in mind that it’s the governments who are one of the villains that got us into
this mess it demonstrates how warped the democratic capitalist model has become.
Budget deficits have grown to stage where they are now
spiralling out of control and clearly question western government’s inability to
govern. The depressing spectre of states being unable to pay their bills on time
is becoming worryingly familiar. Rather than make the necessary budget cuts and
take the austerity measures needed to put countries back on track, politicians
are more concerned with appeasing the electorate in the short term. Their view
seems to be that it is better to govern a country heading for bankruptcy rather
than lose an election!
2009 and the first half of 2010 are seeing the continuance of
the largest, broadest and fastest government stimulus response in history.
Bankrupt banks have been wrapped up in a multi-trillion dollar life-vest of
public cash and guarantees. Central banks dropped interest rates further and
some expanded their balance sheets. Governments from all parts of the world
embraced fiscal stimulus with enthusiasm like a shopaholic who has just been
given unlimited credit. Extraordinary levels of intervention helped stem panic,
propped up the financial system and countered reductions in private demand.
Two questions remain: Firstly, for how long can the US
continue selling more debt at low interest rates? Secondly, how much can they
print until they run out of steam - there is no such thing in life as a free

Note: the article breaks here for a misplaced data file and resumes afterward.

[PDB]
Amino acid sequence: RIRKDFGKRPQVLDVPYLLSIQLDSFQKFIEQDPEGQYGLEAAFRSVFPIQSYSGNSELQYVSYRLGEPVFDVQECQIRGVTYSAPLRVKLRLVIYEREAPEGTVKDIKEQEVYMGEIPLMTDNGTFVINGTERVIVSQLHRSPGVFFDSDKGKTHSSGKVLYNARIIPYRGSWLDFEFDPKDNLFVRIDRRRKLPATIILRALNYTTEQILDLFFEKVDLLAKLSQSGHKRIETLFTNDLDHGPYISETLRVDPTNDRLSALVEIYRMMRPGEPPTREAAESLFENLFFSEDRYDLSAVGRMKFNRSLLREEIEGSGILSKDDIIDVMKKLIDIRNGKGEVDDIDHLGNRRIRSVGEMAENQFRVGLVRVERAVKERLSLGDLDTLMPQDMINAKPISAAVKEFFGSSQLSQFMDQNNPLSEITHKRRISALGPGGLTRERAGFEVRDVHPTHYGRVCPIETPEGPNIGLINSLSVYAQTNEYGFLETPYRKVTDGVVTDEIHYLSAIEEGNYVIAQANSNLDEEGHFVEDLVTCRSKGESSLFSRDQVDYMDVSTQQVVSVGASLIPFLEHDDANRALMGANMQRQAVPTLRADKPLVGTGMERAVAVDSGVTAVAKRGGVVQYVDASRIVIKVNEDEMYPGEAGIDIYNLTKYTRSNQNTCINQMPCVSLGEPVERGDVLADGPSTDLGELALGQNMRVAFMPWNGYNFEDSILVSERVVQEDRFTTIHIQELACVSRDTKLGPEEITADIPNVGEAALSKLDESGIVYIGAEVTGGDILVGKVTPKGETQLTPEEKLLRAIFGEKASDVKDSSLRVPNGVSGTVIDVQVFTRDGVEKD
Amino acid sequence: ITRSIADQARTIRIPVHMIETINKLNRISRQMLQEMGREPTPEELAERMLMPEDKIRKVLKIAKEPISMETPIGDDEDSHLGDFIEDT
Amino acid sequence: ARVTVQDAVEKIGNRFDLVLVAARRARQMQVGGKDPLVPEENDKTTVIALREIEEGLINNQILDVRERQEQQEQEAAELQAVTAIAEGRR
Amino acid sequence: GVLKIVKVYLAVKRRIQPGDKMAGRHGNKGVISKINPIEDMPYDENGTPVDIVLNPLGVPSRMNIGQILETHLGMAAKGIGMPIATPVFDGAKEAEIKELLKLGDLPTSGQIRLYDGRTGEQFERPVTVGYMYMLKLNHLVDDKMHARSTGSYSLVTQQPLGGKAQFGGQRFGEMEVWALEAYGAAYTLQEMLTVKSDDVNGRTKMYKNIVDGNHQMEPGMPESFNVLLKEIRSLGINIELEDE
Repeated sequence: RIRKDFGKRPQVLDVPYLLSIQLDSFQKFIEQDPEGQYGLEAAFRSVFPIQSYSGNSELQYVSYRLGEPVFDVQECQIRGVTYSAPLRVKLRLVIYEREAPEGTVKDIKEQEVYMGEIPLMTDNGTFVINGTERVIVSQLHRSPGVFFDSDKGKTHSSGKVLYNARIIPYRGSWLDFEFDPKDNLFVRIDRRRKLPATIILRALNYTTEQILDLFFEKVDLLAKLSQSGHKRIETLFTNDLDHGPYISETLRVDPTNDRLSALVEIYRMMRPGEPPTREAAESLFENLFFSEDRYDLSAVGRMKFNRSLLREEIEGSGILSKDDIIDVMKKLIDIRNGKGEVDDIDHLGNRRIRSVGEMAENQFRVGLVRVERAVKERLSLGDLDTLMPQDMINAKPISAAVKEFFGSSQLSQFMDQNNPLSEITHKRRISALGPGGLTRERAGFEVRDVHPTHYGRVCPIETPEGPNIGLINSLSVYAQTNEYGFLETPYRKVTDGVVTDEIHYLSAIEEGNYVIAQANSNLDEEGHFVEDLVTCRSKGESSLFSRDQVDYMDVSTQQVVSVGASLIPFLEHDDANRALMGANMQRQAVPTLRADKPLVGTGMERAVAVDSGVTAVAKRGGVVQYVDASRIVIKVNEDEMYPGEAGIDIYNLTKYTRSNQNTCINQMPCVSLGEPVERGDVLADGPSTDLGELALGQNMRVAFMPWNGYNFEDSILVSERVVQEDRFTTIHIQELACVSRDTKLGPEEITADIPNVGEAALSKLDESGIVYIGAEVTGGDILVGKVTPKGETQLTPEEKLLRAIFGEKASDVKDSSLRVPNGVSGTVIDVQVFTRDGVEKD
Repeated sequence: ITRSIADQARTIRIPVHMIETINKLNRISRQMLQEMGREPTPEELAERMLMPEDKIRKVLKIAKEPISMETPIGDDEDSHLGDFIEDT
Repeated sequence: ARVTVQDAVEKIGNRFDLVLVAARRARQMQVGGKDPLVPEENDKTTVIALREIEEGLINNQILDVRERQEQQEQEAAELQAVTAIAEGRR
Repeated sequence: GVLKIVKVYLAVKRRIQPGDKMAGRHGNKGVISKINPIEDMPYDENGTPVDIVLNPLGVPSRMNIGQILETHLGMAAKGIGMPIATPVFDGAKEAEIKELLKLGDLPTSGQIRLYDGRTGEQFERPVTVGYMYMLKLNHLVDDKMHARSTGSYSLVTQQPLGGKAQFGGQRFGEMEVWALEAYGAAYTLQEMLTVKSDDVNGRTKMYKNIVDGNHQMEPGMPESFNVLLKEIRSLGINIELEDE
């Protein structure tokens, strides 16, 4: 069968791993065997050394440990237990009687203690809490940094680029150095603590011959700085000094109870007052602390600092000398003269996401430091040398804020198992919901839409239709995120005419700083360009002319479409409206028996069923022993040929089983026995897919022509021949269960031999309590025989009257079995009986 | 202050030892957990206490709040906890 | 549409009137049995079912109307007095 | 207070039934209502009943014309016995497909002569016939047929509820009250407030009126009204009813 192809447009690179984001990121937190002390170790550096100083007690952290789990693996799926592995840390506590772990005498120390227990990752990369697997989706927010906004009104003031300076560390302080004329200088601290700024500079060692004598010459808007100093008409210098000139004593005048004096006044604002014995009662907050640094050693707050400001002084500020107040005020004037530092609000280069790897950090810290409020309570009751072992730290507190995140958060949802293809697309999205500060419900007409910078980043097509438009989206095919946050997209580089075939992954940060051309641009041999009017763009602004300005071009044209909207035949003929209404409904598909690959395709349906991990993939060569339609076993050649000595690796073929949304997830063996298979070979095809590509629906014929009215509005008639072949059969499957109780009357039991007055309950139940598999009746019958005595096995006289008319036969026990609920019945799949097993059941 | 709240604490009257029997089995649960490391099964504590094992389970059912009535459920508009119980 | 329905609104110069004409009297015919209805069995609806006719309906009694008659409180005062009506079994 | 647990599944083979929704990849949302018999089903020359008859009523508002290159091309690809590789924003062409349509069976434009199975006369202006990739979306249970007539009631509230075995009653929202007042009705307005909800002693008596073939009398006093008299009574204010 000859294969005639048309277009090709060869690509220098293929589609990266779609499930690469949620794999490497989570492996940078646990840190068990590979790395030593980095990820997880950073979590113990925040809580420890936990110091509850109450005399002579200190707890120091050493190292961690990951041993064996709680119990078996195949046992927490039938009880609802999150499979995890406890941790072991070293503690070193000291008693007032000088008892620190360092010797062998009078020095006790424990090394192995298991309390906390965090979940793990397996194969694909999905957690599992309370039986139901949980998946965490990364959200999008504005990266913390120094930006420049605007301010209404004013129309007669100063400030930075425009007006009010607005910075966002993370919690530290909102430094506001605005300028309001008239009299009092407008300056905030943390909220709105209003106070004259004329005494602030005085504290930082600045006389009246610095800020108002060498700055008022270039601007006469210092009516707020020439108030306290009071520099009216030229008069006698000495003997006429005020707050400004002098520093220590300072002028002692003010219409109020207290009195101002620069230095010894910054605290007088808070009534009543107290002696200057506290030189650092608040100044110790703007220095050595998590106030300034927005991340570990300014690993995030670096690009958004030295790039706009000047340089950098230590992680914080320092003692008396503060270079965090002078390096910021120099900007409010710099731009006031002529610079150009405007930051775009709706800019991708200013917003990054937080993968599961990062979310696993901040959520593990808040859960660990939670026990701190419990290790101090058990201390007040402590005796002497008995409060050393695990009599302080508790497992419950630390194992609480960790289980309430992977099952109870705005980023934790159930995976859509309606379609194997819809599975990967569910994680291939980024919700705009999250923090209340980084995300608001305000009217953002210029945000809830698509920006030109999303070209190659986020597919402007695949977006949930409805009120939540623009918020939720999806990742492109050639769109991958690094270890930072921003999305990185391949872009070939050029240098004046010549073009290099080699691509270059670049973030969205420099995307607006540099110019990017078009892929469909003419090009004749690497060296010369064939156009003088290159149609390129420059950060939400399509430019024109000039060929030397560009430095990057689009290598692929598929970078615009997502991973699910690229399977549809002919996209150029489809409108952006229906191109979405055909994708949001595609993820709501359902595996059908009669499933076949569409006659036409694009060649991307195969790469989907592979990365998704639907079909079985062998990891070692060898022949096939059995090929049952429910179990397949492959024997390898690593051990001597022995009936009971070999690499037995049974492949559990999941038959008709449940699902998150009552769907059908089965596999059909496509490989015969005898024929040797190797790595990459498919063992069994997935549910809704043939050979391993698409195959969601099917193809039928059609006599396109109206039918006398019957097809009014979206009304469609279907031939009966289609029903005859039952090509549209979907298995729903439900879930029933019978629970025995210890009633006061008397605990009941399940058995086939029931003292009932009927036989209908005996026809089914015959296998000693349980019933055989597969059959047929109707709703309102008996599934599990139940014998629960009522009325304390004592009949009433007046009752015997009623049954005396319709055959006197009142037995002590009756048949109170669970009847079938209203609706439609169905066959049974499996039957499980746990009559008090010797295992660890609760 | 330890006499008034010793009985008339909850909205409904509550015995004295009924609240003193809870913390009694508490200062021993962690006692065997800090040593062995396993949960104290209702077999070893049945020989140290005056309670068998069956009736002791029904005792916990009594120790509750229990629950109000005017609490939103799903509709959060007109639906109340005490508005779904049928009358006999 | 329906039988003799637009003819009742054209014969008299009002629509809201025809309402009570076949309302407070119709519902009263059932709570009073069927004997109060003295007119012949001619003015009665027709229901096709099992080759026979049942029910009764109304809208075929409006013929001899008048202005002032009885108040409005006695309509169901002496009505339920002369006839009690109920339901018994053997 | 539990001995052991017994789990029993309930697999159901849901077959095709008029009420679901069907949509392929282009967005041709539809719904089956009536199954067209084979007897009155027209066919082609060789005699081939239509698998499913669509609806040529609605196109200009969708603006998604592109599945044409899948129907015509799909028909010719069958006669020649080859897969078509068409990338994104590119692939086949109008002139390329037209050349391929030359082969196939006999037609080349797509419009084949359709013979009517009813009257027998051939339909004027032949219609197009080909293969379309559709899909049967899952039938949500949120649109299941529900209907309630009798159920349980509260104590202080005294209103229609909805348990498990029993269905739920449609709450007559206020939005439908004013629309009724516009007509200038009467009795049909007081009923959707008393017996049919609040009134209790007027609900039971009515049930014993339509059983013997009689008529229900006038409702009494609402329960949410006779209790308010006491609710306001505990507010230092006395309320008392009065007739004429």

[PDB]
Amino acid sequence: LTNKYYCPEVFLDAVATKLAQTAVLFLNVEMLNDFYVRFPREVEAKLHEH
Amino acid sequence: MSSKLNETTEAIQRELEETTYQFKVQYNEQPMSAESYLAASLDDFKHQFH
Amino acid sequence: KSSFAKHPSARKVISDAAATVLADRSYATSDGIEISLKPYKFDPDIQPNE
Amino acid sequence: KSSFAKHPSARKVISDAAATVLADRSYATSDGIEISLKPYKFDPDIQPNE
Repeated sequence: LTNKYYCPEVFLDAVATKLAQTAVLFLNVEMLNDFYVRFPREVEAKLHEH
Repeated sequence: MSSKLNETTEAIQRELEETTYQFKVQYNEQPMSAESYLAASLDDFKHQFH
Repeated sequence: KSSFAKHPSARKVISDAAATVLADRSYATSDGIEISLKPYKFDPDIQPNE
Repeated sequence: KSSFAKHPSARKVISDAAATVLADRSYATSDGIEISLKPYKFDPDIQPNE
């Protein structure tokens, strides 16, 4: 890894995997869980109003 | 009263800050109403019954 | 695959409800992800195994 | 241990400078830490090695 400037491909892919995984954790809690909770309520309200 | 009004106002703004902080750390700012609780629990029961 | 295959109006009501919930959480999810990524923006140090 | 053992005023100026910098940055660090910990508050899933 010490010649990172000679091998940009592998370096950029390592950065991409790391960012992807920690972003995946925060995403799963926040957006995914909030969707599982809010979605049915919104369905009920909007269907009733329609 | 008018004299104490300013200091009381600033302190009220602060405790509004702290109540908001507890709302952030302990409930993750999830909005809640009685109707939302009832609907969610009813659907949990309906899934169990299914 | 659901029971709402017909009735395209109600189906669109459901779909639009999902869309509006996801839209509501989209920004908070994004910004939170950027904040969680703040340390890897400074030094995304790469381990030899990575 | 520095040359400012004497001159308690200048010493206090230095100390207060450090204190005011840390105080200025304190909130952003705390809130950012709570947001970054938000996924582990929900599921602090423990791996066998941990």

lunch, and the only people who will be left to pay the bill will ultimately be
the taxpayers and their children!
What government should have done in 2008 is stick
consistently to the philosophy that created the boom; that is to let market
forces prevail, as the USA did in 1990 and Asia did in response to the 1997
crisis. If they had done so, the financial system would possibly have collapsed
temporarily, widespread business destruction would have occurred and
unemployment would have gone through the roof. Industries in jurisdictions where
they were most inefficient, like cars in the USA would likely have become
extinct. Massive amounts of wealth would have been wiped out as asset prices
These are all appalling events that would have also exposed
the totality of Government incompetence and make them extremely unpopular! But
at least industry and investment would have quickly rebounded back to a point